"Health Matters" is a segment of Ferris in Focus, detailing health-related concerns on the campus of Ferris State as they are relevant to students.
Associate Professor of Respiratory Care Gary Jeromin begins by introducing viewers to the various cycles of sleep that one can experience in any given night. Graphics illustrate how dormant or alert a body is at any one given cycle.
Another topic that is glossed over is how REM sleep in particular helps the brain to categorize and prioritize memory; so sleep-deprived students often suffer memory loss. Next discussed is hwo obstructive sleep apnea may interfere with sleep cycles, and as a result, may restrict the brain from carrying out its processes adequately. Gary also discusses how the human heart's left atrium is strained during sleep apnea, which leads to many with snoring issues suffering from heart problems. Oxygen deprivation due to apnea also leads to adrenaline being released, which can cause someone to awake and disrupt the cycle worse.
Also mentioned are devices to battle apnea. In the eighties, a tracheotomy was the primary method, but modern medicine prefers CPAP methods. Finally, Gary reinforces the point that good sleep is critical to good memory.
Denise Mitten came on to talk about stress management on campus. At the time, she was associate professor in Recreation, Leisure, and Wellness services. Add to that her PhD in the field, she opens by mentioning that stress builds up in us since the day we're born.
She then illustrates the idea of a glass of water filling with water as an analogy to the idea. B-roll cuts away to a diagram, which is drawn over the photo of an Izze blackberry bottle with tap water in it. (The Izze brand stickers had been removed.) Azlan Williford, a friend of this segment's producer Eric, comes on to talk about how her class projects contribute to a lot of stress in addition to family matters. Dan Tulma, also one of Eric's friends, mentions that his procrastination tendencies often contribute to stress.
Denise makes mention of some environmental causes of stress, which included bad lighting, heat, and social problems. She elaborates briefly that social problems may include peer pressure. After Dan comments some more, Denise mentions clenched fists and road rage as symptoms.
Her first offer of resolution for those with stress problems is adequate sleep. She follows that up with emphasizing a healthy diet. Azlan chimes in to that her enjoyment of going for walks.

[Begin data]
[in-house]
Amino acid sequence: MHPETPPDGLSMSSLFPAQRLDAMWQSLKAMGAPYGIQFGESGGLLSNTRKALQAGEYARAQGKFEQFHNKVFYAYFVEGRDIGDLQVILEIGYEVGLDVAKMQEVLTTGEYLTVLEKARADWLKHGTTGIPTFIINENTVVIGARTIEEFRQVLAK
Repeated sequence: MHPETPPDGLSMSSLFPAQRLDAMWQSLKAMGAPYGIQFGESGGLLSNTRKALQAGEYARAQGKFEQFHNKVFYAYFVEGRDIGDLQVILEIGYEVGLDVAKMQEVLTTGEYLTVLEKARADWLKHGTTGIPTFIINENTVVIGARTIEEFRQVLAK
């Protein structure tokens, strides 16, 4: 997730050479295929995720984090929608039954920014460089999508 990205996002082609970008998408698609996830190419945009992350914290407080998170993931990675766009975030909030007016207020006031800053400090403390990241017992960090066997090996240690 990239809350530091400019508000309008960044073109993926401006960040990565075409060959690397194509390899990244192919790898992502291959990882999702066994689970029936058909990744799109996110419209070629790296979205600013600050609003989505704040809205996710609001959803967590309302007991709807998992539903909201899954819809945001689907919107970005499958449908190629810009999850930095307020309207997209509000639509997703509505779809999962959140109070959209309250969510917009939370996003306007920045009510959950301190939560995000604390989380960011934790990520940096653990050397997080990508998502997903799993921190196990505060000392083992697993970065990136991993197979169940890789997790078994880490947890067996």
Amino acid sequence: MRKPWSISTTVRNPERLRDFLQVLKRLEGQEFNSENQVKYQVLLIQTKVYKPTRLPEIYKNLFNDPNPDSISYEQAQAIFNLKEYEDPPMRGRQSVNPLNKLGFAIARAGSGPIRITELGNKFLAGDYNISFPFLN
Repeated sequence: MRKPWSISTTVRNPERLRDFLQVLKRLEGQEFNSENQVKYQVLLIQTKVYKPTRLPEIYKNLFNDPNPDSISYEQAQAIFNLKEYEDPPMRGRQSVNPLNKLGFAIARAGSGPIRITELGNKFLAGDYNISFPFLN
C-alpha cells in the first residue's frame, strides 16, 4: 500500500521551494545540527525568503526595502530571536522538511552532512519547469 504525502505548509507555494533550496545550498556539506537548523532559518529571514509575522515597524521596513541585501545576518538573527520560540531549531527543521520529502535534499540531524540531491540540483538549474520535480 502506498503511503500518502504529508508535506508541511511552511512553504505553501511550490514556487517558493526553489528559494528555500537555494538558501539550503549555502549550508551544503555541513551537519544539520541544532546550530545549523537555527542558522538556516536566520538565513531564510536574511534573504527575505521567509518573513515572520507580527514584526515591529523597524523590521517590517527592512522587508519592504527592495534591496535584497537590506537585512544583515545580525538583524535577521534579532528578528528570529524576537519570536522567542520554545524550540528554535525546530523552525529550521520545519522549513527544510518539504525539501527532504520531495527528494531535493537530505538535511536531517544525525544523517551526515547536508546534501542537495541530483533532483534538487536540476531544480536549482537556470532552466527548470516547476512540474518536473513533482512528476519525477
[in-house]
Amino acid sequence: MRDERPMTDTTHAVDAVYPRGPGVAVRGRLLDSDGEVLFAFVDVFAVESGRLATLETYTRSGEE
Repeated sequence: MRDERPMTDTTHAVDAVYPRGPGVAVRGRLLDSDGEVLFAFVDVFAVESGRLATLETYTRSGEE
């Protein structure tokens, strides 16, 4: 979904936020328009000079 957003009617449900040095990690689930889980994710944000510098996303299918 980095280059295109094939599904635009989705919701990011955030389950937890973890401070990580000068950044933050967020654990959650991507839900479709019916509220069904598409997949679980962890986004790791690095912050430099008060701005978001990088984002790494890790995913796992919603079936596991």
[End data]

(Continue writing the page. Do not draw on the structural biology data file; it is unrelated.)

Not to be outdone, Denise continues that taking time to relax improves the immune system while also allowing the mind to empty itself. Dan finishes the piece by stating that stressful situations are just a part of life; and that everyone needs to find a way to keep it in check.
Brenda Walton, a dietitian on campus, stated bluntly and quickly that a “good” diet should provide a lot of vitamins and minerals. She went on to mention a variety of foods that the campus tries to provide at all times. However, the lettuce clearly revealed that the school goes with the least nutritious and least expensive brands of lettuce.
Meal skipping is a frequent problem with a lot of students. Since a lot of classes begin at 8:00, it makes sense that students can’t afford to make it to the Rock and then to class in time.
Megan did a special on promoting the Wii, since that console came with a lot of games that promote exercise while allowing the player to have fun simultaneously. Megan supported her argument with several clips of her mom and sister playing, as they talked about their favorite aspects of it. Emmalee in particular celebrated that Wii Tennis made her arms hurt. She liked bowling as well, but was iffy about Wii Baseball.
Jason Williamson, a pharmacy major, pitched in that he liked also the aspect of playing games at home while exercising simultaneously. Emmalee moved on to point out that she also highly enjoyed playing Dance Dance Revolution.
Megan finished by stating that there’s one major advantage to this approach as opposed to traditional exercise: getting to work out at home with family and friends as opposed to being around nothing but strangers in a gym.
Douglas Lund, a counseling intern at Ferris, came on to talk about the ill effects of alcoholism. He began by divulging a definition of alcoholism: “being so dependent on alcohol as to be no longer capable of making a choice not to use it.”
A lot of alcoholics get their start in college due to peer pressure telling them: “the more you drink, the more fun the party will be for you.”
Tom Liszewski, a substance abuse specialist, claimed that he defines someone as an alcoholic when it:
- Begins affecting their romances/families
- Gets you in trouble with the law
- Begins adversely affecting your health
- Begins adversely affecting your performance concerning anything outside the home.
Attending sporting events and exercising were suggested as alternatives to drinking. Even going to crappy movies is a constructive alternative to drinking.